Mumbai Court on Domestic Violence Allegations – Husband’s Support

In a recent judgment, the Sessions Court at Borivali dismissed an appeal filed by a 43-year-old woman seeking relief under the Protection of Women from Domestic Violence Act, 2005 (PWDV Act). The court ruled that a husband providing time and financial support to his mother cannot be considered as domestic violence against the wife.

The Additional Sessions Judge, Ashish Ayachit, highlighted that the woman’s grievance centered around her husband giving time and money to his mother, which, according to the court, doesn’t qualify as domestic violence. The judge noted that the woman had withdrawn funds from her husband’s NRE account to purchase a flat in her name during the period when he was working abroad (1996-2004).

Furthermore, the judgment shed light on the woman’s professional background, identifying her as an ‘Assistant’ working in Mantralaya. It was revealed that she had purchased a flat using money drawn from her husband’s salary. Importantly, the woman initiated the domestic violence case only after her husband had initiated divorce proceedings. The judge took note of the man’s attempted suicides and the divorce granted on grounds of cruelty by the wife.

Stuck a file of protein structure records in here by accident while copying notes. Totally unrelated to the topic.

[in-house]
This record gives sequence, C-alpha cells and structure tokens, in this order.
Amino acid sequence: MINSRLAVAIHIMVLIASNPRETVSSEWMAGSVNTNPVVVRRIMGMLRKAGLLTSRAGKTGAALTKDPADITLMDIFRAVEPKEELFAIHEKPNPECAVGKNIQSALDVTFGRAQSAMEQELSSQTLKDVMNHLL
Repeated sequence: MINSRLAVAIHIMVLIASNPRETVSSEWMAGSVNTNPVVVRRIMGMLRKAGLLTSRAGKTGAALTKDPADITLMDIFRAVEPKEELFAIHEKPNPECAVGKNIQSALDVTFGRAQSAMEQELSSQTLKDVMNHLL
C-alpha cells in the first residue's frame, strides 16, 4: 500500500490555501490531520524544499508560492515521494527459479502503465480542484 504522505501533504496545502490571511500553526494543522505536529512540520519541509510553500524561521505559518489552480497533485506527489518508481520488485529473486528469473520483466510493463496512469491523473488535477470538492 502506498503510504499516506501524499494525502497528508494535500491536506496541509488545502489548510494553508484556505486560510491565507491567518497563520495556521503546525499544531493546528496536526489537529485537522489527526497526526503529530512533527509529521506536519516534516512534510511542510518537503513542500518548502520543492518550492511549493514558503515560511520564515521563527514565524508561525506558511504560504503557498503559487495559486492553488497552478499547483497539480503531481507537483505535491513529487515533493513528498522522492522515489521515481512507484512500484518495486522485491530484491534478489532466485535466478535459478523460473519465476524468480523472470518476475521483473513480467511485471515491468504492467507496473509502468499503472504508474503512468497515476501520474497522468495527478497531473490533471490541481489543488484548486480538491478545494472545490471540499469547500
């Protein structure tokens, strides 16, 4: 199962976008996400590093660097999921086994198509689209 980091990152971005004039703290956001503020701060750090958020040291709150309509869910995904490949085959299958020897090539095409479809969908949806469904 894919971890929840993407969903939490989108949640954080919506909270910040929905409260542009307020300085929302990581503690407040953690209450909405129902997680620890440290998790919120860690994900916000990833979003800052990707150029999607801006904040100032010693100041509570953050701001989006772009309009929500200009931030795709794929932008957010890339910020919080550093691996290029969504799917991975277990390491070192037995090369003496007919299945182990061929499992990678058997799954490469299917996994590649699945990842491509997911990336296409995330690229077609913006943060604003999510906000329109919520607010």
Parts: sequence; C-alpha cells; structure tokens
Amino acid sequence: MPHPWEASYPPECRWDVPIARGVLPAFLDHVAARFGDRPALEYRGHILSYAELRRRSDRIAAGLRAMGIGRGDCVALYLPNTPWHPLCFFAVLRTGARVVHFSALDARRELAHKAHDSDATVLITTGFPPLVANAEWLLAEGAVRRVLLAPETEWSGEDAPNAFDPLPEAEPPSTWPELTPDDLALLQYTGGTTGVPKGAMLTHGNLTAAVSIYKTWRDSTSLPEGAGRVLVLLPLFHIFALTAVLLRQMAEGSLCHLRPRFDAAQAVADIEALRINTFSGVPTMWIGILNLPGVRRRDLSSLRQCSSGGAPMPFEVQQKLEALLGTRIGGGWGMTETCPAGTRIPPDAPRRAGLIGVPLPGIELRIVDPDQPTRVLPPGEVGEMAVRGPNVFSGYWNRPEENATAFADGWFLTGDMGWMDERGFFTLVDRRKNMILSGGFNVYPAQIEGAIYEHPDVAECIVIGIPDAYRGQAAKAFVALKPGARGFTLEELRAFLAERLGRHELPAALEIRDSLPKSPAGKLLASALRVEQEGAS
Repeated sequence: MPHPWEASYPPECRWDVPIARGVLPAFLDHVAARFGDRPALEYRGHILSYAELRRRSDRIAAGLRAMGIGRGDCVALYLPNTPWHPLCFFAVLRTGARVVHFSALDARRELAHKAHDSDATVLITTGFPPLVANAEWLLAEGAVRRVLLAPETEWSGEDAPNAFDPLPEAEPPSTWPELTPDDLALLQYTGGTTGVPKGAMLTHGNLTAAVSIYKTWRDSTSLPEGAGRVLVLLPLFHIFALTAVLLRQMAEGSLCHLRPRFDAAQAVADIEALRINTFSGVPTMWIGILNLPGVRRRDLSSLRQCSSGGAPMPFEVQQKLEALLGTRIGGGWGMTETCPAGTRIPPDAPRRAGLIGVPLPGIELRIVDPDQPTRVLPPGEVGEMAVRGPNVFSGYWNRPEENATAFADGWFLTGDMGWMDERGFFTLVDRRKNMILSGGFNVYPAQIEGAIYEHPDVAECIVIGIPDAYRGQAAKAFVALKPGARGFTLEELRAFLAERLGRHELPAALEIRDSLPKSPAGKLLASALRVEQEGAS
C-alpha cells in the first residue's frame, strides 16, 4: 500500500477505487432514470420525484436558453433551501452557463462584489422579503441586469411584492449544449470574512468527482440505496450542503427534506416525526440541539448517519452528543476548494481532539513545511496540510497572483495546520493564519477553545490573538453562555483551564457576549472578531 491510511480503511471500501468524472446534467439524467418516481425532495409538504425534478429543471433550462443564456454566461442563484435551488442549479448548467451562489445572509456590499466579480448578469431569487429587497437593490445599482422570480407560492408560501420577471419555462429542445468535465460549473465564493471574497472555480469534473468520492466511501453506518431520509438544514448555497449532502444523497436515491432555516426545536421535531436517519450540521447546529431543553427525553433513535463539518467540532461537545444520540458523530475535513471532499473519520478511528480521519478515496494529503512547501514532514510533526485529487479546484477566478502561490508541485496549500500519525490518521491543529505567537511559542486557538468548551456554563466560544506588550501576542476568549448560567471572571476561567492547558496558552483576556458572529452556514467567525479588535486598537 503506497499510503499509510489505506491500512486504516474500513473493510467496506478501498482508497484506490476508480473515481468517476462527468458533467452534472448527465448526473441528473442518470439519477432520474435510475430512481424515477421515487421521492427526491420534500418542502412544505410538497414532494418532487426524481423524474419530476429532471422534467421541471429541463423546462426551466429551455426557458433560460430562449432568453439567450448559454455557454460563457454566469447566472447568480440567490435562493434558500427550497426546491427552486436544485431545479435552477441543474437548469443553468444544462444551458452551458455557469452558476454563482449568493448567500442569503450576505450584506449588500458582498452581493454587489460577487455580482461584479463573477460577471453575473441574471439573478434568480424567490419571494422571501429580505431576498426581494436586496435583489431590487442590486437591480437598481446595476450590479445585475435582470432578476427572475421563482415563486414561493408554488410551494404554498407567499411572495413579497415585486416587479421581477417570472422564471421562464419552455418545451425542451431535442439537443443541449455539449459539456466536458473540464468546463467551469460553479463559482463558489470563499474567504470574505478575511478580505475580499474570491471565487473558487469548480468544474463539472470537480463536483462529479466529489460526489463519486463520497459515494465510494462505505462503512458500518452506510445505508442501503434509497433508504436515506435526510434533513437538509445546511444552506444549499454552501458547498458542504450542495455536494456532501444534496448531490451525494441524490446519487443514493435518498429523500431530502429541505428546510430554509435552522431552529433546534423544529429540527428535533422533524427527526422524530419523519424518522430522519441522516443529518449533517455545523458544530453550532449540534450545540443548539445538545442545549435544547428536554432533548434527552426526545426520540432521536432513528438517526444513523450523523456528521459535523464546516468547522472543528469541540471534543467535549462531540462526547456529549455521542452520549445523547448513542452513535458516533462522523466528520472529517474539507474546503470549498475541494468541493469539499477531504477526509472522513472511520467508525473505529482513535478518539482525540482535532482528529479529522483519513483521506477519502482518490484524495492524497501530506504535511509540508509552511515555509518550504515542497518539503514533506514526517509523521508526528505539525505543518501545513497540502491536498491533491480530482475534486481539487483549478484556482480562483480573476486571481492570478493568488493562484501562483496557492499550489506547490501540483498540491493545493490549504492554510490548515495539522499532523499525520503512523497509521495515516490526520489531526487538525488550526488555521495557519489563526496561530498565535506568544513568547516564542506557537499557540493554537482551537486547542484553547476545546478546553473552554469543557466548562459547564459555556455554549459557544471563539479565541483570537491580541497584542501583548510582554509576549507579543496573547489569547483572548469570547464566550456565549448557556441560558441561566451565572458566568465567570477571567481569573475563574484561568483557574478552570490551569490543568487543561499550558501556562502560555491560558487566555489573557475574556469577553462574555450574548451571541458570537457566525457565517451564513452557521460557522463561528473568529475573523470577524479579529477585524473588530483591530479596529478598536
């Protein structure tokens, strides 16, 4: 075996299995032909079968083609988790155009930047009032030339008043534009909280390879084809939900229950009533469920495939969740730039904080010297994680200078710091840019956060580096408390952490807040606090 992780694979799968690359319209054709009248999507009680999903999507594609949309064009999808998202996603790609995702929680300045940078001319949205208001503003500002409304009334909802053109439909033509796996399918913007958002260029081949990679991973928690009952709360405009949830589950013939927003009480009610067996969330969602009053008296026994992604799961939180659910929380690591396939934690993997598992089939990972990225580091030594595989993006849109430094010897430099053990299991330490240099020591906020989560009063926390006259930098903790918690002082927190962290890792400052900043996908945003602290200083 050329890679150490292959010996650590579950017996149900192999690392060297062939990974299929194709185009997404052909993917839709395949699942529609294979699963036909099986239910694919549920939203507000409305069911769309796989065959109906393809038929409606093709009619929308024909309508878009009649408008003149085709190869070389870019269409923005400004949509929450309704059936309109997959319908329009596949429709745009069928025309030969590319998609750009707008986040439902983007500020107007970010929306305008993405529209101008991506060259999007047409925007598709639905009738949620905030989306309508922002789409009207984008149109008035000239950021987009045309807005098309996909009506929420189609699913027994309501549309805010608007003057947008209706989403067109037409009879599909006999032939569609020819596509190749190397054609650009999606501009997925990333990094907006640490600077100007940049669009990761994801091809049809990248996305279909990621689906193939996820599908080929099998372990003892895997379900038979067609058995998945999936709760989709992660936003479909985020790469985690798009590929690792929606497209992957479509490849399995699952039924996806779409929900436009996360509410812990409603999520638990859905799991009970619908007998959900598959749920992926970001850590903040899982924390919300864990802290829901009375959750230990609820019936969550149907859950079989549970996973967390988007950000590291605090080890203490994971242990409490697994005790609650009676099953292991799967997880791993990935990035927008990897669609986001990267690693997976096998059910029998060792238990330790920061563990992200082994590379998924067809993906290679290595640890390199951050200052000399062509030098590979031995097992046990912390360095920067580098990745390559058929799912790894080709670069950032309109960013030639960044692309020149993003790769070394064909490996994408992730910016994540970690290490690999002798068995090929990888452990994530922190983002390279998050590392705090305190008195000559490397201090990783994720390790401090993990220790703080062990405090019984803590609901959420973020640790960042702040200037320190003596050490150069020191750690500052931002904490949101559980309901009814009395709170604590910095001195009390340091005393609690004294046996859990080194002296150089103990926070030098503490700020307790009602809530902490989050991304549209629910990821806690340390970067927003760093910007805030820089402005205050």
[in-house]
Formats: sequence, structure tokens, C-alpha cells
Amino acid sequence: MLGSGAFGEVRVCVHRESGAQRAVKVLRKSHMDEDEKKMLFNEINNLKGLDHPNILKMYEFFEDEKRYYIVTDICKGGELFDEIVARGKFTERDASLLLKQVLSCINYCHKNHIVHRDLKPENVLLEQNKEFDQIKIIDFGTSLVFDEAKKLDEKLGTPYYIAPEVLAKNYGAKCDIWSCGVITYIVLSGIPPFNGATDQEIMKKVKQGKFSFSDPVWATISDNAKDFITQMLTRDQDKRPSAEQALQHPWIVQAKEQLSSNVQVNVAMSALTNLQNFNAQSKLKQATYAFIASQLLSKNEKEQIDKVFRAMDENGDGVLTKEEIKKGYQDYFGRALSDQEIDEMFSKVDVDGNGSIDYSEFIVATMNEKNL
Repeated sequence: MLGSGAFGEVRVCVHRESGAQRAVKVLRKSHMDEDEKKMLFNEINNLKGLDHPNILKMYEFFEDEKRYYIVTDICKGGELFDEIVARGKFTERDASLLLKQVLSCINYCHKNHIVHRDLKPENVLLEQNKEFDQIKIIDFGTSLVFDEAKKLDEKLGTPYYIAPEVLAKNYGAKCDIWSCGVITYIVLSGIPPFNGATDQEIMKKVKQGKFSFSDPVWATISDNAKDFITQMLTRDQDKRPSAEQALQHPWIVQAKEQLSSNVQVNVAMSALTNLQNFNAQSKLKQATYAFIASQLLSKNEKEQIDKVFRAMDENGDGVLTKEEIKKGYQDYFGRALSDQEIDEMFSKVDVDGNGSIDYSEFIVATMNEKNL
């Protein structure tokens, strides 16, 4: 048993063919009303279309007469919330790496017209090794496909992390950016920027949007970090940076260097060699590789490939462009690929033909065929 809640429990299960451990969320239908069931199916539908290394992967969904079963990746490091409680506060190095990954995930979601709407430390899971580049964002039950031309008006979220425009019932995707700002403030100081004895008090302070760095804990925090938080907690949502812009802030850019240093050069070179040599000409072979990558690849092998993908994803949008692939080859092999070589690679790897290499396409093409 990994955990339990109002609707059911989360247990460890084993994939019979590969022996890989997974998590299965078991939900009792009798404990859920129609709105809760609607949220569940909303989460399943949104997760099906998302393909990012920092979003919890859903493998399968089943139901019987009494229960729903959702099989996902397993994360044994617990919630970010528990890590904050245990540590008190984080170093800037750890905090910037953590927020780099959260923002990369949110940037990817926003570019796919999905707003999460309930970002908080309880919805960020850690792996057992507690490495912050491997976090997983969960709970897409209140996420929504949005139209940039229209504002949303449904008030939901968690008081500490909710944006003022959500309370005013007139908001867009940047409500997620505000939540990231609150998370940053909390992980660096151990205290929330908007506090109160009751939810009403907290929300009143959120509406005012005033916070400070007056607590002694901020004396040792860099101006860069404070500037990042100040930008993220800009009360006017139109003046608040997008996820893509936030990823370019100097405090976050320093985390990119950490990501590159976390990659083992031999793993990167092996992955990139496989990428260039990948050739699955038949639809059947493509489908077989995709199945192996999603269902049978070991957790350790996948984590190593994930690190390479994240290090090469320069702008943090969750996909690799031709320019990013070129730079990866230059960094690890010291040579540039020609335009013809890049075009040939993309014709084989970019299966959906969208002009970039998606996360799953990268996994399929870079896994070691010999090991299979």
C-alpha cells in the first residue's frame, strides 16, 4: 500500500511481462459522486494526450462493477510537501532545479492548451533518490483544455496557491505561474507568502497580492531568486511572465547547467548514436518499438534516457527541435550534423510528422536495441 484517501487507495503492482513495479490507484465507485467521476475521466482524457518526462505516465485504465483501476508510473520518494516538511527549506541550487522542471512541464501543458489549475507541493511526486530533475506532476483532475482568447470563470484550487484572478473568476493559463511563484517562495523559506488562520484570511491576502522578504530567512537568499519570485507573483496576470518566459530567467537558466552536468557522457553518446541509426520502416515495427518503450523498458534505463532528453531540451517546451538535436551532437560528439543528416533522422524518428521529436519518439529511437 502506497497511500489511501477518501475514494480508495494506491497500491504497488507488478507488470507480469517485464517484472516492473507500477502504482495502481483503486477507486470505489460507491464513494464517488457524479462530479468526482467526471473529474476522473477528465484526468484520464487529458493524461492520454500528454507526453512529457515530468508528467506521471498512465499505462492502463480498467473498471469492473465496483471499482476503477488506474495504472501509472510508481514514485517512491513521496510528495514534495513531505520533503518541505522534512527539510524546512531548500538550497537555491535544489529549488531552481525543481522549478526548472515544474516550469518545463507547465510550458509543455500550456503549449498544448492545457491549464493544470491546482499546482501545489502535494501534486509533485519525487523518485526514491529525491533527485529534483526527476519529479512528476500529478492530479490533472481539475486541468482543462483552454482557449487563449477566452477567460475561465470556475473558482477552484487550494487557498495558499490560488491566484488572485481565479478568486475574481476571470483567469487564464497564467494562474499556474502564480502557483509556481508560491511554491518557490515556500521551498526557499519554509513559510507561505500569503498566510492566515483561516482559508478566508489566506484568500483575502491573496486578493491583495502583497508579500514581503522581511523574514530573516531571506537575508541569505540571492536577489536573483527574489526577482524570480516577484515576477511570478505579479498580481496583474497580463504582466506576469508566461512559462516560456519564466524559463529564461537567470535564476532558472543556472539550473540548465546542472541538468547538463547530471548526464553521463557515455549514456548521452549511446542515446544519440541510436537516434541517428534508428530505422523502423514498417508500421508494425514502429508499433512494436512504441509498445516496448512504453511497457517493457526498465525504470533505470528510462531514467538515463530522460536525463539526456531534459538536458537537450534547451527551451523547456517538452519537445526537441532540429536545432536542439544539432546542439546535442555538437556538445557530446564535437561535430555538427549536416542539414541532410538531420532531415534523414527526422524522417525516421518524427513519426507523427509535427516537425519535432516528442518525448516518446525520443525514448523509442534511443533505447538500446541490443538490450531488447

The case originated in 2008 when the woman filed a complaint under Section 12 of the PWDV Act, accusing her husband and in-laws of mental and physical cruelty. She sought protection, residence, monetary relief, and compensation for herself and her daughter. Allegations included the concealment of her mother-in-law’s mental illness, frequent visits by the husband to his mother, financial support, and payment for her eye operation.

The trial court had previously dismissed her plea in 2015, prompting the woman to approach the Sessions Court in 2016. Additional Sessions Judge Ashish Ayachit concluded that the proceedings were initiated after the husband issued a notice for demanding divorce.

The judgment delved into the timeline of the couple’s marriage, highlighting that they lived together only from May 1992 to May 1993. The judge characterized the applicant’s allegations as vague and lacking credibility. The court ultimately deemed the applicant’s evidence as unbelievable and untrustworthy, stating that she failed to prove domestic violence.

Crucially, the judge recognized that the daughter was now a major and could seek remedies independently. Additionally, the court considered the grounds on which the husband was granted divorce from the family court, noting multiple suicide attempts and the dissolution of their marriage under Section 13(1)(ia) of the Hindu Marriage Act on grounds of cruelty by the wife.

This judgment sheds light on the complexities involved in domestic violence cases and emphasizes the importance of thorough examination and evidence in legal proceedings. It underscores the significance of considering the context and motivations behind initiating such cases, especially in the context of divorce proceedings. The ruling provides insights into the legal intricacies surrounding accusations of domestic violence within the framework of family law.

 

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